Aidone is a town in the center of Sicily. It is near the ancient city of Morgantina, and houses the statue of Venus that the Paul Getty Museum in Malibu gave back to Italy.
Aidone is renowned for the pilgrimage that takes place every year on May 1 from nearby towns and villages to the sanctuary of St. Philip the apostle. It can be considered a small Santiago de Compostela, for pilgrims travel on foot, covering long distances (my hometown of Enna is about forty kilometers away).
My grandmother, who was a fervent catholic, told me that, after walking all night, she climbed the stairs to the Sanctuary of St. Philip on her knees. She also told me that some people went up the steps licking them with their tongues.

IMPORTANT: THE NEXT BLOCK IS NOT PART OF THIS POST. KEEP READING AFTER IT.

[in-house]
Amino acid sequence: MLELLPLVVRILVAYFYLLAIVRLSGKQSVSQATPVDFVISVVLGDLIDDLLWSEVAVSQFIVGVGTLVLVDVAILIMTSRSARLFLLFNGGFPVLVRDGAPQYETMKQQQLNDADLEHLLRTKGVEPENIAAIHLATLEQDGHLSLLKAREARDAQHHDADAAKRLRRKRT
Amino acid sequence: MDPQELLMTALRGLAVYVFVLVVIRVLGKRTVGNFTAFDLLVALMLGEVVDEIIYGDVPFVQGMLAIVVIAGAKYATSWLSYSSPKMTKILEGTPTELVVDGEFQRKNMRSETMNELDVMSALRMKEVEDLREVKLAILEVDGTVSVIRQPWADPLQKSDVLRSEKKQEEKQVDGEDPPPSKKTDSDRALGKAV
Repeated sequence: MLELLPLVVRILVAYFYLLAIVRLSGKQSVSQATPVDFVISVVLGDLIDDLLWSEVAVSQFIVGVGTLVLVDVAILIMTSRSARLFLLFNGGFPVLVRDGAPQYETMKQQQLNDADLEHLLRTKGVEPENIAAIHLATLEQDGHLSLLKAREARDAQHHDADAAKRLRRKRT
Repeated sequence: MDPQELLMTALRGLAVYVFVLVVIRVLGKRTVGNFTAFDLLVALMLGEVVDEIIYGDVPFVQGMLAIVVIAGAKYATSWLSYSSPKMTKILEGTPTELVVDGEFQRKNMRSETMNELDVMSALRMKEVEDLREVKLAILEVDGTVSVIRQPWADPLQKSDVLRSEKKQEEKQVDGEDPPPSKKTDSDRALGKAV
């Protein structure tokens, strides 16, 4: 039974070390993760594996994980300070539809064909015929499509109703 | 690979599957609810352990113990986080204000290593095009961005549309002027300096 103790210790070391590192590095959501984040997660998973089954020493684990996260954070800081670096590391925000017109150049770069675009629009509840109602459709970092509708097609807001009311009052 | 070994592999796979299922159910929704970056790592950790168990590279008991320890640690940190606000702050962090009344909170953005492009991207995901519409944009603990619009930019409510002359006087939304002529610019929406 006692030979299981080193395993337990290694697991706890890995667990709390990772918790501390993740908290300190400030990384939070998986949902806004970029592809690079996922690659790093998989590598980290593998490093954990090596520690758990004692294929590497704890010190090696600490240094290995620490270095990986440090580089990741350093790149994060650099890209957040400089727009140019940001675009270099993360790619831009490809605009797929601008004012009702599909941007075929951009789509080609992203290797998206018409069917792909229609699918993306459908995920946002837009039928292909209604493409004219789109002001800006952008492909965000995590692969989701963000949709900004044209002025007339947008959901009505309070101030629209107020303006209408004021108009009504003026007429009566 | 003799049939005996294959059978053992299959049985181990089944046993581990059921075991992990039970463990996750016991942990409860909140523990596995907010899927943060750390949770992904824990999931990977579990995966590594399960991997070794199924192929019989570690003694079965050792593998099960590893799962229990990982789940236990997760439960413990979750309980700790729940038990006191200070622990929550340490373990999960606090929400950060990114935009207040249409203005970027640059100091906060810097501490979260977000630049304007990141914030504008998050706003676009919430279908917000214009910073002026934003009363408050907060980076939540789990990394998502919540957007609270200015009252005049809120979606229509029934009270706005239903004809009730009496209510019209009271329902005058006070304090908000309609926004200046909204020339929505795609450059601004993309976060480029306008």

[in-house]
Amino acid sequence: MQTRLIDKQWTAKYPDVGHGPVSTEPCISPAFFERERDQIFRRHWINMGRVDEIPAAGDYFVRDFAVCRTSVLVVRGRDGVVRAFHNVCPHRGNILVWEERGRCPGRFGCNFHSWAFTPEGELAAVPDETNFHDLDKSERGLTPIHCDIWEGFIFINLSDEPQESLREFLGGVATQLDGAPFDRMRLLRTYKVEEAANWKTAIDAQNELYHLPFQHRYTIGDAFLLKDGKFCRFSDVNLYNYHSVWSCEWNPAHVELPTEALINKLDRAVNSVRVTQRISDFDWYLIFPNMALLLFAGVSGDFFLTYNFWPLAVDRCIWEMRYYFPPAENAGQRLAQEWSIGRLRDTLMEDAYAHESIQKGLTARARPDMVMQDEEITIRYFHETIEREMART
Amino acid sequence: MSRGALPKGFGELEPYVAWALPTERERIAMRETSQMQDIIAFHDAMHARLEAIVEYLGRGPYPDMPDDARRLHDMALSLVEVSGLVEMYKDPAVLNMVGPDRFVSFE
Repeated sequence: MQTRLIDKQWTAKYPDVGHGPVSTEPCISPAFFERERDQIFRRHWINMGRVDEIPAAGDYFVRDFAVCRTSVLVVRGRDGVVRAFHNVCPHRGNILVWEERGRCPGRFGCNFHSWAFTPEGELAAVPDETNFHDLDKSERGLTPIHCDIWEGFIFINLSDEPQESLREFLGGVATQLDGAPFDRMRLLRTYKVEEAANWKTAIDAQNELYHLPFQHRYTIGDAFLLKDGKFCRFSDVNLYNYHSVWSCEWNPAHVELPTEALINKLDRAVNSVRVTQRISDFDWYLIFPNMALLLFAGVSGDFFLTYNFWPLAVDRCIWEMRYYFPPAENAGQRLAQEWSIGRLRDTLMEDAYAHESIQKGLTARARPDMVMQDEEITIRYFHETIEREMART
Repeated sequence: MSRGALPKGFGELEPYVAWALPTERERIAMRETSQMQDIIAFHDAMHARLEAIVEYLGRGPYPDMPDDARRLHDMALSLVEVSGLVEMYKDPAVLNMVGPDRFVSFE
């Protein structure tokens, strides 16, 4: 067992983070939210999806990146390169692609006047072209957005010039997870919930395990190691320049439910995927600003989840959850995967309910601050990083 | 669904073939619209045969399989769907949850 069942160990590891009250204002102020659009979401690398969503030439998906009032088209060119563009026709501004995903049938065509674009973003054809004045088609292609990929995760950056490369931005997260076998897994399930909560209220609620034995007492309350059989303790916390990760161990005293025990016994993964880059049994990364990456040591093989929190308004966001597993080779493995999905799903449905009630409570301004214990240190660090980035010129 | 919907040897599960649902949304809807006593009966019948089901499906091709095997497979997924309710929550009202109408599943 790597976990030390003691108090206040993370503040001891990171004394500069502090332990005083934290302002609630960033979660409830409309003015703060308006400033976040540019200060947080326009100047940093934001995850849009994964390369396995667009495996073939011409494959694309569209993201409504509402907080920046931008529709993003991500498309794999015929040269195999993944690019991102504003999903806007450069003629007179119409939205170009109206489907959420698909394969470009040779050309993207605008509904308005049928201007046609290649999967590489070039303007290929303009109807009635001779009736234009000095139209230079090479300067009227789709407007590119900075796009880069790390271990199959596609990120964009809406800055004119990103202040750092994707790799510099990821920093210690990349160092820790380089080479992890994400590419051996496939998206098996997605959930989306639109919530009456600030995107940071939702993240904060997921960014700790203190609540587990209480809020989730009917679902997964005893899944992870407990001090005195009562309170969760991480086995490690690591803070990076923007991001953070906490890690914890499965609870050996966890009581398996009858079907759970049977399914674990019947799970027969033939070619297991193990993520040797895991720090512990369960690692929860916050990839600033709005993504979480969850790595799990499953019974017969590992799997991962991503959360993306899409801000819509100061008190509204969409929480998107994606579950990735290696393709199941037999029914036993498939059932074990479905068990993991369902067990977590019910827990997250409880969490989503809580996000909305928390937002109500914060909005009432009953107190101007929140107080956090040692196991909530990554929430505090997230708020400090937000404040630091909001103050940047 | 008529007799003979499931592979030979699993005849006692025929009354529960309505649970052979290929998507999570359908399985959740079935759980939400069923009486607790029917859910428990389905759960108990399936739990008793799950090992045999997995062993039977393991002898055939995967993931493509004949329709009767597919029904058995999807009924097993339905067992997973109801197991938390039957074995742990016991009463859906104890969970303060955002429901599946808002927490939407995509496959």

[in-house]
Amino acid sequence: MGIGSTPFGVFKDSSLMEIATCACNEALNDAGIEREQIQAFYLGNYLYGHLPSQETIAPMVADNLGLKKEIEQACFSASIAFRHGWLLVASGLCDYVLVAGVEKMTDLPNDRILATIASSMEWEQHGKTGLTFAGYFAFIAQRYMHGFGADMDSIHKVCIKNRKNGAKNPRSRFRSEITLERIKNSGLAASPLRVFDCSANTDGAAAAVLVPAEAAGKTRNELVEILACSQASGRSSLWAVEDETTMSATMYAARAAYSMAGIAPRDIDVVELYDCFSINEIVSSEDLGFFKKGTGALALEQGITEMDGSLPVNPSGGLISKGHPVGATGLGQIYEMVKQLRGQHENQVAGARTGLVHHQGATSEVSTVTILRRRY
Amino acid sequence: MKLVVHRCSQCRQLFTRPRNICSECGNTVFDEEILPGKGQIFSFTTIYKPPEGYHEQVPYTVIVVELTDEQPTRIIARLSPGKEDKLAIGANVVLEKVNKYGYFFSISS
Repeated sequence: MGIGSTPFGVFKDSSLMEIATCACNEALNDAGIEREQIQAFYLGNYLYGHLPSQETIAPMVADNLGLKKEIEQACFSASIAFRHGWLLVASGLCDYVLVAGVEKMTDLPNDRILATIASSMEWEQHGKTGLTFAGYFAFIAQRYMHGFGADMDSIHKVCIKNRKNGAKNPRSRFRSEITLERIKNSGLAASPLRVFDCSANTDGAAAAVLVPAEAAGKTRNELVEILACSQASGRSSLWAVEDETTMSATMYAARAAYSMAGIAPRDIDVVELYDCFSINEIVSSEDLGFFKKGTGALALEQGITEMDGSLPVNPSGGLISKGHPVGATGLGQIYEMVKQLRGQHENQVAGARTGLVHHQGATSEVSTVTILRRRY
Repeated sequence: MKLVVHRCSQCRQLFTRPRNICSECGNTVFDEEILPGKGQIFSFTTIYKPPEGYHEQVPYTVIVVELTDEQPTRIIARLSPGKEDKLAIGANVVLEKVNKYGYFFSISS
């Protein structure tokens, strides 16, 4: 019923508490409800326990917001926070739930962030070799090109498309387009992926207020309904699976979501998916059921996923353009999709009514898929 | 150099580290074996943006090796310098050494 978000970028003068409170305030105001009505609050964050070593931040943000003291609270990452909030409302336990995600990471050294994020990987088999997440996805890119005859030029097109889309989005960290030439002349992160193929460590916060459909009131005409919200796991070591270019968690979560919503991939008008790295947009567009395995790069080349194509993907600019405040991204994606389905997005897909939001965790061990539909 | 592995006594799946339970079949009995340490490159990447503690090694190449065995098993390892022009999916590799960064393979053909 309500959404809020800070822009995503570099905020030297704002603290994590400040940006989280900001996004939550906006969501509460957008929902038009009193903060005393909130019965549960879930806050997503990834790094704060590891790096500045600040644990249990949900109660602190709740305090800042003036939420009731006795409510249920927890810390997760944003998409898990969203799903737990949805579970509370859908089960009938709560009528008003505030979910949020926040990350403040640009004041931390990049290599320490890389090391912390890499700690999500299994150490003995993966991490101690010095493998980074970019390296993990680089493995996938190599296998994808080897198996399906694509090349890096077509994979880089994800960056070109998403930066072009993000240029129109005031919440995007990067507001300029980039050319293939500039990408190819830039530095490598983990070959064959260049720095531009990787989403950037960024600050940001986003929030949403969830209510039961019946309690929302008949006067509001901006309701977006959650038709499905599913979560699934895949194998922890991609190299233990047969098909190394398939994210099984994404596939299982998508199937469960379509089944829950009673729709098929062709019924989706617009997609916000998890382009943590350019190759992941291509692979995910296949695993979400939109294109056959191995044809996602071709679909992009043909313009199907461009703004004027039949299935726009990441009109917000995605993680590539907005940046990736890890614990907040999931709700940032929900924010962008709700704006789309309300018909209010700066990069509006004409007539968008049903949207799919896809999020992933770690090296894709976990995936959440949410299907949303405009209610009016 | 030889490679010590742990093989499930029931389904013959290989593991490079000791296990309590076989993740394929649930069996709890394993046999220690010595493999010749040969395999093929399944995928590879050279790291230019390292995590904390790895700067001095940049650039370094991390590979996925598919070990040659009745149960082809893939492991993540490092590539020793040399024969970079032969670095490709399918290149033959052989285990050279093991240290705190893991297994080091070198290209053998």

On this day, it is customary to buy some ribbons, called zagaredde in Sicilian, and rub them on the statue. This way the ribbons are charged with divine energy.
As a child, I used to wear a ribbon tied to my arm, which my grandmother gave me when she returned from the pilgrimage to St. Philip.
Is the feast of St. Philip based on superstition? Who knows, sometimes simpletons see reality better than scholars do.
Ettore Grillo, author of these books:
– November 2: The Day of the Dead in Sicily
– A Hidden Sicilian History
– The Vibrations of Words
– Travels of the Mind